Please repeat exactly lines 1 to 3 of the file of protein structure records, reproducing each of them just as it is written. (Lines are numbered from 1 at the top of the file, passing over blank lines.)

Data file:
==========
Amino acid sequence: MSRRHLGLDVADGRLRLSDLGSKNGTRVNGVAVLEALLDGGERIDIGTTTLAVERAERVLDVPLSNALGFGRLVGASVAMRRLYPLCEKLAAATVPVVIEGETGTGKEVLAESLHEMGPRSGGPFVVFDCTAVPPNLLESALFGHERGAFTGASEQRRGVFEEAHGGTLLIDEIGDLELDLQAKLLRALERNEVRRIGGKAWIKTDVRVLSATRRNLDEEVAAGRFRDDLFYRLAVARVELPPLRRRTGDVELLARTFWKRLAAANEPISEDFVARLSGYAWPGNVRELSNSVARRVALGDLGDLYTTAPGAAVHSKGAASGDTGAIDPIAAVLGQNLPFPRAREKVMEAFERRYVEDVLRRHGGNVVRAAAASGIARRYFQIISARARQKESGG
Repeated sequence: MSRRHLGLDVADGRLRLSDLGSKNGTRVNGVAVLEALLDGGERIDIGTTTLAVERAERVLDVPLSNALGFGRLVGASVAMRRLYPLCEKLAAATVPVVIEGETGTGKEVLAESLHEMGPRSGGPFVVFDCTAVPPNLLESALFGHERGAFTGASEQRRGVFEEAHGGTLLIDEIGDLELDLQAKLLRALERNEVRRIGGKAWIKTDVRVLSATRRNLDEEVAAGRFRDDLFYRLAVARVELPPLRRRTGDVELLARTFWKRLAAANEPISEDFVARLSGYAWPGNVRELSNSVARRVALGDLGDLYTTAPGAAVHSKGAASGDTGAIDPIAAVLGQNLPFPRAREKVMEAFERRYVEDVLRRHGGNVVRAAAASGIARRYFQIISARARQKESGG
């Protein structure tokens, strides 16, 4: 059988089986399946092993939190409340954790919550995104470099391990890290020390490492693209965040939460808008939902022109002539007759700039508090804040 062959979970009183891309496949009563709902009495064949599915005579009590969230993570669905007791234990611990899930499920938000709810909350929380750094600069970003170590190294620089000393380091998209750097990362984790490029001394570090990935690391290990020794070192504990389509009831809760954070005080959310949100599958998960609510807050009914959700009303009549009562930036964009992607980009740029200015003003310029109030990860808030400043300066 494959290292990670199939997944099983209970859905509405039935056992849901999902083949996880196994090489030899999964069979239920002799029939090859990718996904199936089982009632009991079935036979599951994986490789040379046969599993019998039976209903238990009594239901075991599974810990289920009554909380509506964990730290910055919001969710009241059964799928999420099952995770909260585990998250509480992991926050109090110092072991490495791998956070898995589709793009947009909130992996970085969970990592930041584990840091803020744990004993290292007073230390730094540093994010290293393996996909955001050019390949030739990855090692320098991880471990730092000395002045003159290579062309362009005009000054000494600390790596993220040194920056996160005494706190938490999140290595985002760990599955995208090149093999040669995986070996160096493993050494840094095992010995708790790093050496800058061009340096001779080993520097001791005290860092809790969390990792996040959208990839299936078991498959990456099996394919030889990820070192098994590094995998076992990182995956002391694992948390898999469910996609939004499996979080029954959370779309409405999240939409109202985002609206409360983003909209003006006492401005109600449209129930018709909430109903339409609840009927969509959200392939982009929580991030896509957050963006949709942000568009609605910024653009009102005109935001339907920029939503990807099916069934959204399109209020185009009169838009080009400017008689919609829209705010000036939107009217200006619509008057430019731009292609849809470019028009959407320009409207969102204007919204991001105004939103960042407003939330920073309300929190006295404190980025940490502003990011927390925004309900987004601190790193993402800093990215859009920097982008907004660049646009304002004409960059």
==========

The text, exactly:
Amino acid sequence: MSRRHLGLDVADGRLRLSDLGSKNGTRVNGVAVLEALLDGGERIDIGTTTLAVERAERVLDVPLSNALGFGRLVGASVAMRRLYPLCEKLAAATVPVVIEGETGTGKEVLAESLHEMGPRSGGPFVVFDCTAVPPNLLESALFGHERGAFTGASEQRRGVFEEAHGGTLLIDEIGDLELDLQAKLLRALERNEVRRIGGKAWIKTDVRVLSATRRNLDEEVAAGRFRDDLFYRLAVARVELPPLRRRTGDVELLARTFWKRLAAANEPISEDFVARLSGYAWPGNVRELSNSVARRVALGDLGDLYTTAPGAAVHSKGAASGDTGAIDPIAAVLGQNLPFPRAREKVMEAFERRYVEDVLRRHGGNVVRAAAASGIARRYFQIISARARQKESGG
Repeated sequence: MSRRHLGLDVADGRLRLSDLGSKNGTRVNGVAVLEALLDGGERIDIGTTTLAVERAERVLDVPLSNALGFGRLVGASVAMRRLYPLCEKLAAATVPVVIEGETGTGKEVLAESLHEMGPRSGGPFVVFDCTAVPPNLLESALFGHERGAFTGASEQRRGVFEEAHGGTLLIDEIGDLELDLQAKLLRALERNEVRRIGGKAWIKTDVRVLSATRRNLDEEVAAGRFRDDLFYRLAVARVELPPLRRRTGDVELLARTFWKRLAAANEPISEDFVARLSGYAWPGNVRELSNSVARRVALGDLGDLYTTAPGAAVHSKGAASGDTGAIDPIAAVLGQNLPFPRAREKVMEAFERRYVEDVLRRHGGNVVRAAAASGIARRYFQIISARARQKESGG
């Protein structure tokens, strides 16, 4: 059988089986399946092993939190409340954790919550995104470099391990890290020390490492693209965040939460808008939902022109002539007759700039508090804040 062959979970009183891309496949009563709902009495064949599915005579009590969230993570669905007791234990611990899930499920938000709810909350929380750094600069970003170590190294620089000393380091998209750097990362984790490029001394570090990935690391290990020794070192504990389509009831809760954070005080959310949100599958998960609510807050009914959700009303009549009562930036964009992607980009740029200015003003310029109030990860808030400043300066 494959290292990670199939997944099983209970859905509405039935056992849901999902083949996880196994090489030899999964069979239920002799029939090859990718996904199936089982009632009991079935036979599951994986490789040379046969599993019998039976209903238990009594239901075991599974810990289920009554909380509506964990730290910055919001969710009241059964799928999420099952995770909260585990998250509480992991926050109090110092072991490495791998956070898995589709793009947009909130992996970085969970990592930041584990840091803020744990004993290292007073230390730094540093994010290293393996996909955001050019390949030739990855090692320098991880471990730092000395002045003159290579062309362009005009000054000494600390790596993220040194920056996160005494706190938490999140290595985002760990599955995208090149093999040669995986070996160096493993050494840094095992010995708790790093050496800058061009340096001779080993520097001791005290860092809790969390990792996040959208990839299936078991498959990456099996394919030889990820070192098994590094995998076992990182995956002391694992948390898999469910996609939004499996979080029954959370779309409405999240939409109202985002609206409360983003909209003006006492401005109600449209129930018709909430109903339409609840009927969509959200392939982009929580991030896509957050963006949709942000568009609605910024653009009102005109935001339907920029939503990807099916069934959204399109209020185009009169838009080009400017008689919609829209705010000036939107009217200006619509008057430019731009292609849809470019028009959407320009409207969102204007919204991001105004939103960042407003939330920073309300929190006295404190980025940490502003990011927390925004309900987004601190790193993402800093990215859009920097982008907004660049646009304002004409960059």